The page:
Problems after cataract surgery

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I had cataracts removed from both eyes within the last 4-5 weeks.  Since I previously had Rk surgery about 20 years ago, I was told my vision would most likely not be 20/20, and that I would need to wear glasses to read/do computer work.  My vision is slow to clear in the a.m., but that is nothing unusual.  By mid-morning I feel my distance vision is very close to 20/20.  I still use my old glasses for reading, etc.

?However, I have a blurry area on the outside edges of both eyes, not as bad on the right (first eye to be operated on) as the left (cataract removed 9/1/16).  I really can't tell if this blurriness is improving or not.  At different times during the day it seems to be worse.  If I wear Rx glasses or sunglasses, the frame seems to cover that area and makes it less noticeable....therefore causing less anxiety.

Is this problem going to gradually go away or is this something I will have to learn to live with??? 

Any ideas??

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  • Posted

    Although I never had Rk surgery, I too experienced some blurry or fuzzy edges.  It seemed like I could see the periphery of the implants. Some times seemed worse than others, so I was never able to difinitively tell if this condition was improving with time.  I felt like I was still wearing contact lenses - as if I could feel something sitting on the surface of my eyes. It's been about 6 or 7 months since my surgery and the sensation has definitely diminished, athough not completely. Still some times are worse than others  I find using lubricating eye drops helps.

  • Posted


    I had mono-lenses placed in both eyes.  Each eye had it's own little set of issues afterwards which appear to be clearing.  I had a brief experience with rays of light from the side in one eye but it went away quickly for me.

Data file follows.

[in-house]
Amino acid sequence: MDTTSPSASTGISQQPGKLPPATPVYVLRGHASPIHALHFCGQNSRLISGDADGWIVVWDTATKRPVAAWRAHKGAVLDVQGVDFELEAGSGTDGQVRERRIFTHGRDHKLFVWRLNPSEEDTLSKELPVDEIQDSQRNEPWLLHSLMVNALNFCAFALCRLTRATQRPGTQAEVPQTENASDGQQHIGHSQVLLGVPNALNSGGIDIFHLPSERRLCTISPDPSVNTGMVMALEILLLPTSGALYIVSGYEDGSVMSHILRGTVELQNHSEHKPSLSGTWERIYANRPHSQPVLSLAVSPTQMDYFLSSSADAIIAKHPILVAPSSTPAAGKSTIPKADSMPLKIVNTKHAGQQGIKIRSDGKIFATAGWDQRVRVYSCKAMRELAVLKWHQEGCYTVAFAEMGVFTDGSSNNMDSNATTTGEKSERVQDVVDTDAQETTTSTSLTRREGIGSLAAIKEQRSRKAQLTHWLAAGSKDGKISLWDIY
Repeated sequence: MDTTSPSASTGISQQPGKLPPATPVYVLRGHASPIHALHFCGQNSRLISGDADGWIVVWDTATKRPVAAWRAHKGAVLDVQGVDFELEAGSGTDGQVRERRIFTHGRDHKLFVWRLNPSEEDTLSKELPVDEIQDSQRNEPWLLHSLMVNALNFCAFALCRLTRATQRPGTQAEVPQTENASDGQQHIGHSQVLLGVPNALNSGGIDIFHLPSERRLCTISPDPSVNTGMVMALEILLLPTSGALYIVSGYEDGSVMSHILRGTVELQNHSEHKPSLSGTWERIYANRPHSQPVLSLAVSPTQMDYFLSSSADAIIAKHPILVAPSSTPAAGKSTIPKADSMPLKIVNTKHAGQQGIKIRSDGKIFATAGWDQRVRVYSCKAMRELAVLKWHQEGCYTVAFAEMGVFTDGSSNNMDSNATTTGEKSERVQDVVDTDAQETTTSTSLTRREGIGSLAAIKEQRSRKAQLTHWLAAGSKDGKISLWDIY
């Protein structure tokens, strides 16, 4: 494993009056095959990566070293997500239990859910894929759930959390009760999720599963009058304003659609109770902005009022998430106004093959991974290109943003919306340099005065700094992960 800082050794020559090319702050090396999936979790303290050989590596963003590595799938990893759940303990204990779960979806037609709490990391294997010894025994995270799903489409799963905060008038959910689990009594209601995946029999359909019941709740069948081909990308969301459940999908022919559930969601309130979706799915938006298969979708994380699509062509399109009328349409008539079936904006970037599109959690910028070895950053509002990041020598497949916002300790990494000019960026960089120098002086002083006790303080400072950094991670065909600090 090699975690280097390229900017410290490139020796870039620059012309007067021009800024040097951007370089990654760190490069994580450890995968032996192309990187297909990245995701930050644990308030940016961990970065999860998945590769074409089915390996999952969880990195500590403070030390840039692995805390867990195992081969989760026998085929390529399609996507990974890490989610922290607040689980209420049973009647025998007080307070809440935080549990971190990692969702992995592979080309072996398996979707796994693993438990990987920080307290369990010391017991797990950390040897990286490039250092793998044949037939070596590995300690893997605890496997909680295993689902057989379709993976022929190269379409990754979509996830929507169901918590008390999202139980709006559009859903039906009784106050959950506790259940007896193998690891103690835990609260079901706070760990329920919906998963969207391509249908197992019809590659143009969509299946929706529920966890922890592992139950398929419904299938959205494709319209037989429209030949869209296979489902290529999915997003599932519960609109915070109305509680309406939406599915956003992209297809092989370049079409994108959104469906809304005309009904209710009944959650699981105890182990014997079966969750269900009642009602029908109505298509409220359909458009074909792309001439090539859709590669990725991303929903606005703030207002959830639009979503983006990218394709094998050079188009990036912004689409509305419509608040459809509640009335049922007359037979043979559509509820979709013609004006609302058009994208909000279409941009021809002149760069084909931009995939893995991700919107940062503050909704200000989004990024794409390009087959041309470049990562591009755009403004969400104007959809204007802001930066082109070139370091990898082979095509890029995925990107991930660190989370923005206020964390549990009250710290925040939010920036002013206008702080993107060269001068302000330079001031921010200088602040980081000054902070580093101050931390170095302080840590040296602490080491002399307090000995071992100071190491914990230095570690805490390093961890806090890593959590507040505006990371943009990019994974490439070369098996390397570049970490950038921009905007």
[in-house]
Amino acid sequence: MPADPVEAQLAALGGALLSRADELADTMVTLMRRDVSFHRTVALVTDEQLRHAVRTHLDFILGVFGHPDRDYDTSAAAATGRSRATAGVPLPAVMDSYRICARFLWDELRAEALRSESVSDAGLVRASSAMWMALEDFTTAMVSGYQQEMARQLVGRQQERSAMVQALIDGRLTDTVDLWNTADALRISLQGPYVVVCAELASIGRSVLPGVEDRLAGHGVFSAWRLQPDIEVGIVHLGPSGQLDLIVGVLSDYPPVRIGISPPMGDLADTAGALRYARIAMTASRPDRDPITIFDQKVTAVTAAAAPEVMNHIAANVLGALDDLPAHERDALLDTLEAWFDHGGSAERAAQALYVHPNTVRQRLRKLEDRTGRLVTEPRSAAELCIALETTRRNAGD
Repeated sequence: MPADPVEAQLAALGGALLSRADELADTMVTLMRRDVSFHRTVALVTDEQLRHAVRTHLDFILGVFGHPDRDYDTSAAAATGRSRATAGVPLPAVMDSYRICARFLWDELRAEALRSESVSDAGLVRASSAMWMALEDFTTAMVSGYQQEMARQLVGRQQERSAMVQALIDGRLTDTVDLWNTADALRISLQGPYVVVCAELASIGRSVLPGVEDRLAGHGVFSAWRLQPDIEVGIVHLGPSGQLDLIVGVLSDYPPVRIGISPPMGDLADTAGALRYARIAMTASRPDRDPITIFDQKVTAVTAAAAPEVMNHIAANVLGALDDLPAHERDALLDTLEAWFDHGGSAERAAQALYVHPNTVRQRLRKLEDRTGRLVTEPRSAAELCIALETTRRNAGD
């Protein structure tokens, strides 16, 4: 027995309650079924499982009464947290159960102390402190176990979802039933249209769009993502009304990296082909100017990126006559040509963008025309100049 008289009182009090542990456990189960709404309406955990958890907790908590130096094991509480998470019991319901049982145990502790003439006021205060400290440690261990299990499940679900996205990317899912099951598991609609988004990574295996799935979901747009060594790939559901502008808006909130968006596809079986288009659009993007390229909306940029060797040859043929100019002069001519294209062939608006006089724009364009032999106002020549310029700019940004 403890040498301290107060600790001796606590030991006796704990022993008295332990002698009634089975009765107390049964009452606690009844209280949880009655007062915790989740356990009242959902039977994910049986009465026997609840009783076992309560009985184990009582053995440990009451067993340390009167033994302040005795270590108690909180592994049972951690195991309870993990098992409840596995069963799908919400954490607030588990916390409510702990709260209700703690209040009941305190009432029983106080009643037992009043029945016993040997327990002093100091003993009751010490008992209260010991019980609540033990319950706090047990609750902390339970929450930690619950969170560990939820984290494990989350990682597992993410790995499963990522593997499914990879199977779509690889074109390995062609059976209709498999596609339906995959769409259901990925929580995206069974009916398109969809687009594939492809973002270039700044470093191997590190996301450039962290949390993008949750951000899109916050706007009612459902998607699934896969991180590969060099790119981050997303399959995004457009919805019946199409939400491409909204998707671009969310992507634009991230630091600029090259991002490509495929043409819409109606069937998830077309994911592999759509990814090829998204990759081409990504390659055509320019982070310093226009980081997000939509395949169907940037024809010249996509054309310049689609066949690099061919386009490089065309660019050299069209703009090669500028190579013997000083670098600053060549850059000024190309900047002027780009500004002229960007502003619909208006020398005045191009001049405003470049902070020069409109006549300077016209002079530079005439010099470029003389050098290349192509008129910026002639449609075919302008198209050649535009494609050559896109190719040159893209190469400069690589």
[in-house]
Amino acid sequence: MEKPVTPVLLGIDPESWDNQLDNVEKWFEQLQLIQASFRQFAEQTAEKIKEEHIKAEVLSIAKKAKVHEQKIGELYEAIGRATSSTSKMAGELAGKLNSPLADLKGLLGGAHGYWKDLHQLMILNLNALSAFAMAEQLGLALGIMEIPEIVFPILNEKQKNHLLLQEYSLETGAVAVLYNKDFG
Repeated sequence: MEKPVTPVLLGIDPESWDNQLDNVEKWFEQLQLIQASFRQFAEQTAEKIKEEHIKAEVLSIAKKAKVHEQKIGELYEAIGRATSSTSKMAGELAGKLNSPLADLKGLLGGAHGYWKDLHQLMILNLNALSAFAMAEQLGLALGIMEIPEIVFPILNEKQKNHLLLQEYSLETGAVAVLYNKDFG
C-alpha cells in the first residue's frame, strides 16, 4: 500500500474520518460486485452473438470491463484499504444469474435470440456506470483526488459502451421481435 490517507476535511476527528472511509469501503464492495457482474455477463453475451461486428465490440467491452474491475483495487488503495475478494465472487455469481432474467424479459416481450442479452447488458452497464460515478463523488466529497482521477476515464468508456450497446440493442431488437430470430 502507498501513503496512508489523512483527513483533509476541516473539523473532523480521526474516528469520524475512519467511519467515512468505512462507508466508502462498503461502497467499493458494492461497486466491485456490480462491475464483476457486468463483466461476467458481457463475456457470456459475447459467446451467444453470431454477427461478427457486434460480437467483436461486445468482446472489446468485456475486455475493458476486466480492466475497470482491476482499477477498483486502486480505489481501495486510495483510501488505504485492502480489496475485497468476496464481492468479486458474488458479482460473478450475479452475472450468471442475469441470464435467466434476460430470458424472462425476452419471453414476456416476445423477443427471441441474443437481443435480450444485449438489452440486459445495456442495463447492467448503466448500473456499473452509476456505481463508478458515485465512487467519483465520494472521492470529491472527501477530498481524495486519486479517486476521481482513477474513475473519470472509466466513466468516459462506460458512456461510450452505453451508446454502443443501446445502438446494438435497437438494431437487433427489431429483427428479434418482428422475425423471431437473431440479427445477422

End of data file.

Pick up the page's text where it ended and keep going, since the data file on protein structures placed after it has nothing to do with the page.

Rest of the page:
One eye seems to have dry eye and I'm using an over the counter lubricant for that.  At the moment using Sooth XP.  My left eye experienced higher pressure.  They just took away the drops I was using on it and we will know in another week if stoping Prednisolone fixes the eye pressure issue.  One eye was done about two months ago and the left one was two weeks.  Still doing drops on the left but they took away the Prednisolone because it's a steroid that can tend to push up the eye pressure and my pressure had shot up to 30 at one point.  They squeezed some fluid out through the incession and got it down to 8 but after a recent check it's back up to 26.  Thus they changed the eye drop situation and gave me a drop to help bring pressure down.

    Every persons post operative experience in my opinion can be a bit unigue and you may not know how this goes until some time passes.   But as one person on another board pointed out.  IF you have problems that would cause you to want to remove the lens and replace it with some have a very limited time period in which that lens can come out without ruining the natural lens sack it sits in.  Once your bodies lens sack confforms to that lens it's more or less permanent.  Or so I've read. 

    In my case I was getting the occasional flare of light if a bright light source caught me from the side or behind at the right angle to my left eye.  Have not noticed it now for a few days so it appears to have cleared or to be clearing and never really happened very often anyway.

    Sometimes I think we all tend to forget, catarcts can lead to blindness. I'm presonally willing to live with some minor issues in exchange for not slowly going blind looking through growing cataracts.

    • Posted

      Since my surgery I have done a lot of research. Also now I have posted a Faceook Page for people having this issue.

      Unfortunately, dyphotopsia seems to be under reported. Its time for people to start reporting the problem so that other know the risk involved.

      A lot of people are unhappy; they just don't say anything to the doctor.

      My symptoms don't seem to fill the bill for a retinal tear but does for a negative dysphotopsia. ... surgery is not the simple, trouble free procedure it is for most people.

      . I have talked to a few people who have had this surgery and they say they have full vision with no obstructions .

      What causes ND?